Ross Hansen’s Objects Span the Playful to the Grotesque
In a new exhibition at Chicago's Volume Gallery, Ross Hansen transposes nature’s excesses to a startling, yet exquisite effect.
Ross Hansen seems to design with California on his mind. Sago palms and lava rocks are scattered throughout his latest exhibition, Super Natural, a curious new collection of “functional objects” at Chicago’s Volume Gallery. The textures are geologic and cartilaginous—perhaps even grotesque, he suggests—belying the structures’ underlying precision. By collapsing the organic and the industrial, Hansen makes objects that synchronously look informed by and belonging to nature or some imagined version of it. Indeed, the Iowa-born, Los Angeles–based designer has been exploring this hybrid of landscape architecture and industrial design for the last decade, after studying at the Cranbrook Academy of Art and establishing his studio in 2014.
Gaunt Chair borrows the L-shaped cantilever of Mies van der Rohe’s 1930 Brno Chair, but the similarities end there. Instead of taut upholstery, the carob-colored cover fits like a slipping sock, bunched around the frame. The chair looks alive, barely—its form reminiscent of the wandering livestock and overgrown flora teeming at the margins of picturesque landscape paintings by Claude Lorrain or John Constable. Branches bow under the weight of their foliage and the sun splits across the water in those mostly artificial paintings—Hansen transposes such fictions onto his objects, showing that lo-fi material experimentation can result in strange, unbelievable beauty. His art remains wryly functional, however: Gaunt Chair sits on four school chair glides and is comfortable but sturdy, with no spring in its seat.
Hansen also processed that 18th century aesthetic ideal in a previous 2018 exhibition at Volume also titled Super Natural. “The first Super Natural was about creating a picturesque feeling in the interior spaces, using colors and forms I was seeing in those paintings. This show is more about creating my own landscapes,” Hansen says.
Sepal and Shimmer, a set of goblet-shaped planters and a credenza, share the same initial process—Hansen embedded ceramic epoxy with pigments and kneaded it over the wood substructures. Ceramic epoxy is a two-part compound of resin and a hardener akin to Bondo, which means Hansen has about 45 minutes to shape the material before it starts to set, and 48 hours until it cures completely. But the finishes differ—the planters are sanded, coated in polyurethane and painted, giving them a sleek texture, while the credenza is rough, like cooled molten rock, and marked with thumbprints and fingernail impressions. The butter-colored doors on Shimmer are further crossed by striated lines, the result of Hansen pressing the epoxy onto cellophane to flatten it.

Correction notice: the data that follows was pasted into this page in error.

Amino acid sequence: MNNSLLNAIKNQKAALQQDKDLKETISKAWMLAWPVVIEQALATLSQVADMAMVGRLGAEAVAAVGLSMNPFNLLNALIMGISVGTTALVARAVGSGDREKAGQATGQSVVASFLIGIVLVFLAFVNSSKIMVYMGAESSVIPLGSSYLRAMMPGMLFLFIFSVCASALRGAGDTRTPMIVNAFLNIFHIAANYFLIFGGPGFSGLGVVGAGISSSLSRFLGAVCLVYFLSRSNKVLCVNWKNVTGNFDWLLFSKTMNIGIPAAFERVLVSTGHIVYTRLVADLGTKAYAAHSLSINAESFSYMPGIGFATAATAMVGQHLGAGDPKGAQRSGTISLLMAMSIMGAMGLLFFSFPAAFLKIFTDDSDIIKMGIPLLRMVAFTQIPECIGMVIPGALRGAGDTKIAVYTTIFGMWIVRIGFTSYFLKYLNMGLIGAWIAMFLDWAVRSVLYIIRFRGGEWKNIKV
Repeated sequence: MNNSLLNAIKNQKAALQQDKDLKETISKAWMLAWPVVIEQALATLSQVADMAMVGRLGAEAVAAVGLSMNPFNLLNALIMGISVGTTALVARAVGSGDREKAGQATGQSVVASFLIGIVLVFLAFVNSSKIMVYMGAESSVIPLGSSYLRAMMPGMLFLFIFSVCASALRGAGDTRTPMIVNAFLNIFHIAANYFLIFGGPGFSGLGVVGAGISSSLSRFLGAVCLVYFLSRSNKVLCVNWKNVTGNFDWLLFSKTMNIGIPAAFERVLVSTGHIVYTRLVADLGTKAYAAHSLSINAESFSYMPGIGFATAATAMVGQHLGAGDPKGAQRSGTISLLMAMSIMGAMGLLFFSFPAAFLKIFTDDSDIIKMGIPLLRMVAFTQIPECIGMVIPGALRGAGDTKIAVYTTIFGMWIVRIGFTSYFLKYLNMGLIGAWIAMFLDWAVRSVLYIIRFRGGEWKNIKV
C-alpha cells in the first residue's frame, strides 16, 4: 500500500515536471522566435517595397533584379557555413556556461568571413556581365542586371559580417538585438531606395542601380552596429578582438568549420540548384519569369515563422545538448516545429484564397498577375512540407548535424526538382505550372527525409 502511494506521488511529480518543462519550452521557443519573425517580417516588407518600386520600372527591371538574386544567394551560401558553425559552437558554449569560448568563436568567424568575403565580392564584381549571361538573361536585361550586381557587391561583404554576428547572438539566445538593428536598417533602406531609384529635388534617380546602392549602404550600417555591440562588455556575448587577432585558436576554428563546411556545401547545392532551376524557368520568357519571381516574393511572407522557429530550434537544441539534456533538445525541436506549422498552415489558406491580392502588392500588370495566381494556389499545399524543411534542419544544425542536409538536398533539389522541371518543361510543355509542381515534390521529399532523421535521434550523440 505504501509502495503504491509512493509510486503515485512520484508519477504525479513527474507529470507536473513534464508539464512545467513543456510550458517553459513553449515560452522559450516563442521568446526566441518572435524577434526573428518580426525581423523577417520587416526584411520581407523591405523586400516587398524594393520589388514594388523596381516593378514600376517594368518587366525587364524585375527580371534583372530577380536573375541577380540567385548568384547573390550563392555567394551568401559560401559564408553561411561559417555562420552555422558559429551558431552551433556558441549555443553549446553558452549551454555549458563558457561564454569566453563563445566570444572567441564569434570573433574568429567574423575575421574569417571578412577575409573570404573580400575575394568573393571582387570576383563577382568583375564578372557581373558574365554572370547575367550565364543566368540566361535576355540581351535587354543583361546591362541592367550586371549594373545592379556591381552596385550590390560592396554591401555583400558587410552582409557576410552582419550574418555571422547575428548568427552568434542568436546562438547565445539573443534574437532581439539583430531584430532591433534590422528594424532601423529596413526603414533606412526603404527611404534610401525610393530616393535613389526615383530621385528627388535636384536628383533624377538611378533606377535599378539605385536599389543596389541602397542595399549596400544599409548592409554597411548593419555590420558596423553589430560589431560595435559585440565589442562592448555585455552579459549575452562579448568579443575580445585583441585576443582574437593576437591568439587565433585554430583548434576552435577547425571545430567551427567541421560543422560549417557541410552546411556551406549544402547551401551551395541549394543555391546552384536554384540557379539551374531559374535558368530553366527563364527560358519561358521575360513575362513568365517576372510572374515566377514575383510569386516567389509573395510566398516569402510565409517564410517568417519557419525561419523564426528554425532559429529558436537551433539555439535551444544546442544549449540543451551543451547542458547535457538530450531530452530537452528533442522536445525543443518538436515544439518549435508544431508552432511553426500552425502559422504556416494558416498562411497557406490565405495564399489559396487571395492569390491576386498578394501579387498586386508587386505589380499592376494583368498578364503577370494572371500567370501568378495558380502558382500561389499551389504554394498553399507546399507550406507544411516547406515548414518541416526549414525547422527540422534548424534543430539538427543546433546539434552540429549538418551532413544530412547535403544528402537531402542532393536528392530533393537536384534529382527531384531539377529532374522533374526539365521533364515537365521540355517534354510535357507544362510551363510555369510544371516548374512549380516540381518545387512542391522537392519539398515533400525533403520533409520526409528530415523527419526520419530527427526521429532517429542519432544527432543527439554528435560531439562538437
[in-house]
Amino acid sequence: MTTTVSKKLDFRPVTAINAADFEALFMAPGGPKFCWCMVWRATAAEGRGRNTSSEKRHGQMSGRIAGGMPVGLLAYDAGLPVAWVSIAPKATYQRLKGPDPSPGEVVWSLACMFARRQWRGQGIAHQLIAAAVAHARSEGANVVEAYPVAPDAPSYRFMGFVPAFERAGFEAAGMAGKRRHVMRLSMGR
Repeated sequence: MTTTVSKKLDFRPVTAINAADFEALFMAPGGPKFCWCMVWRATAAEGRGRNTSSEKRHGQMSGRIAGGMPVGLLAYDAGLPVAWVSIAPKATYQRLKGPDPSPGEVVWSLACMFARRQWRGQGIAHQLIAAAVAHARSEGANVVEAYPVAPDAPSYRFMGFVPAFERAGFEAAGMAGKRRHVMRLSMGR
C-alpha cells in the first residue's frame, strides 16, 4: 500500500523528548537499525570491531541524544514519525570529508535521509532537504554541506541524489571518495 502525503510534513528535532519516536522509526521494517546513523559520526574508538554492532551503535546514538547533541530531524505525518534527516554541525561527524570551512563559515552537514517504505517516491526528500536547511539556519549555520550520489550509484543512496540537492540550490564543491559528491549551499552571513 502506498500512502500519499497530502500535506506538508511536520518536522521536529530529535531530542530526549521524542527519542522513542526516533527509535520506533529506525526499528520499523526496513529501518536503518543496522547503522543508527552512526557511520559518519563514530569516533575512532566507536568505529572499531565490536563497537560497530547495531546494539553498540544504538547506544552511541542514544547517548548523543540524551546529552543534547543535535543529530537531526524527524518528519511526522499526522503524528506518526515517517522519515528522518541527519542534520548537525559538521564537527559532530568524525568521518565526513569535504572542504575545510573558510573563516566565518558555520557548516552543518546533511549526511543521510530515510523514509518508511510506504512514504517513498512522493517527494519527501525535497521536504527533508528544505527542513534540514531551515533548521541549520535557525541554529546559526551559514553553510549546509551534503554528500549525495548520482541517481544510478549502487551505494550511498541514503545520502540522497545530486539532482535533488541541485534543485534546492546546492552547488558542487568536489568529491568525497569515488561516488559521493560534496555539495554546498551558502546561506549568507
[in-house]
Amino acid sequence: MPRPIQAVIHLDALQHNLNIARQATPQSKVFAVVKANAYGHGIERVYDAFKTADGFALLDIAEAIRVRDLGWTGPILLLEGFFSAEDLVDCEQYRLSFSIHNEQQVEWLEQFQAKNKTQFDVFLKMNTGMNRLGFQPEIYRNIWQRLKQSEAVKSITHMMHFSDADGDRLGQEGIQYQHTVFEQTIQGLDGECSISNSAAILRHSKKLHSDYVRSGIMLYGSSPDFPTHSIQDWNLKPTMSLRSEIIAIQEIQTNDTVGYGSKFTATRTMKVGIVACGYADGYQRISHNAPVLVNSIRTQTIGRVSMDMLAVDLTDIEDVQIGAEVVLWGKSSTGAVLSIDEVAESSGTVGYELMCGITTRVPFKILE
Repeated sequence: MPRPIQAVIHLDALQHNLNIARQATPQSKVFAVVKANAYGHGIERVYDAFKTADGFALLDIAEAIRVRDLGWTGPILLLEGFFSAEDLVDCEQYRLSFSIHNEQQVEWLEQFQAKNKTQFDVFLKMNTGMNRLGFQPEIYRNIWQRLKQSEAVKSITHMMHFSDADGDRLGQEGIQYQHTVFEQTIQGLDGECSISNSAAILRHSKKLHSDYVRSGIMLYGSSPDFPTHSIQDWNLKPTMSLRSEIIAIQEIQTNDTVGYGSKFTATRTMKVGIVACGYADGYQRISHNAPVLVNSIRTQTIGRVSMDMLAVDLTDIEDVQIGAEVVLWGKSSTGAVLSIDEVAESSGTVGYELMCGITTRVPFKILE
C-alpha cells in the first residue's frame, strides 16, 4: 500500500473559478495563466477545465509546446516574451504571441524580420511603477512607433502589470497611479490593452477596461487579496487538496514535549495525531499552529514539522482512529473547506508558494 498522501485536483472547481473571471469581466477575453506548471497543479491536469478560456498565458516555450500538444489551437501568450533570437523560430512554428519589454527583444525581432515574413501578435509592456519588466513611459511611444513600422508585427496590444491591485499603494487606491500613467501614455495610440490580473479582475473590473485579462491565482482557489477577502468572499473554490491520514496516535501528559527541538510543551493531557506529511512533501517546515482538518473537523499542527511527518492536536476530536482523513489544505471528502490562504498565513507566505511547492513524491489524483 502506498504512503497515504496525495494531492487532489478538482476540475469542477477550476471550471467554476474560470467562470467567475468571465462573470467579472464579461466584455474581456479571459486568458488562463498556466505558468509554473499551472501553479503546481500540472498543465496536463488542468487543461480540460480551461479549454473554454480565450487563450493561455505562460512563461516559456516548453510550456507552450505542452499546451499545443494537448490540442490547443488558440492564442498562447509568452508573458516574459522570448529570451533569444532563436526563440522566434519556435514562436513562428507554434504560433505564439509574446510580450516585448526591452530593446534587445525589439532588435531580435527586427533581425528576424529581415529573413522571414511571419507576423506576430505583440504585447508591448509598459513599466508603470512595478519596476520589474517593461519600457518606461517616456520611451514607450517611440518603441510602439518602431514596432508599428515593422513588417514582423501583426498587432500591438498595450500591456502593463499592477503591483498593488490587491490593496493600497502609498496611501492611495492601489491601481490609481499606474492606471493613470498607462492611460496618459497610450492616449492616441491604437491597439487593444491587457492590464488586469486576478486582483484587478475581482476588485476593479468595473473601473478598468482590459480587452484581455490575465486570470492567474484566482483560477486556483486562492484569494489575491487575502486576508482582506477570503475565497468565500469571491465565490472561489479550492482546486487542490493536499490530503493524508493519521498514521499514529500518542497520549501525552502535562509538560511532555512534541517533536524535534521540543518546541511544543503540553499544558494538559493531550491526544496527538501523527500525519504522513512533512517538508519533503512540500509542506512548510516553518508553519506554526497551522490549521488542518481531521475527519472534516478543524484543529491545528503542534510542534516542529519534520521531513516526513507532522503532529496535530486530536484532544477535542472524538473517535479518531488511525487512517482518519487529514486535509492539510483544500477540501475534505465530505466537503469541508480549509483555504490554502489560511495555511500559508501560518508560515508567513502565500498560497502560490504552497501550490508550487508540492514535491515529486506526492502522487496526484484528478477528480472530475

He’s also playing with the objects’ legibility. While the credenza boasts big, ergonomic handles, the large oak cabinet, Burly Mappa, has none, just an encircling gap around the doors that suggest they can be grasped. Burly Mappa is a small piece of architecture. Patterned with a pulsing, mottled burl, the doors swing outward on a central hinge. When both are open, they nearly disappear, floating off the cabinet as a thin vertical line. “By an industrial process [of lathing a burl] the flaw is exposed and becomes the aesthetic element. The main aesthetic impact comes out of this process that is in line with nature,” Hansen explains.
While there is a playful organicism and bold finish to Hansen’s objects, they still follow a pared-down precision, evident in the invisible hinges and single-magnet closures. His riffs off nature and art’s depictions of it recall other anatomical architecture—namely, the ribs of Gothic cathedrals—and remind us that good design is always scaled to the body. It’s by allowing material exploration to take precedence over whimsical visual impact that Hansen is able to turn out such unexpected, buoyant objects.
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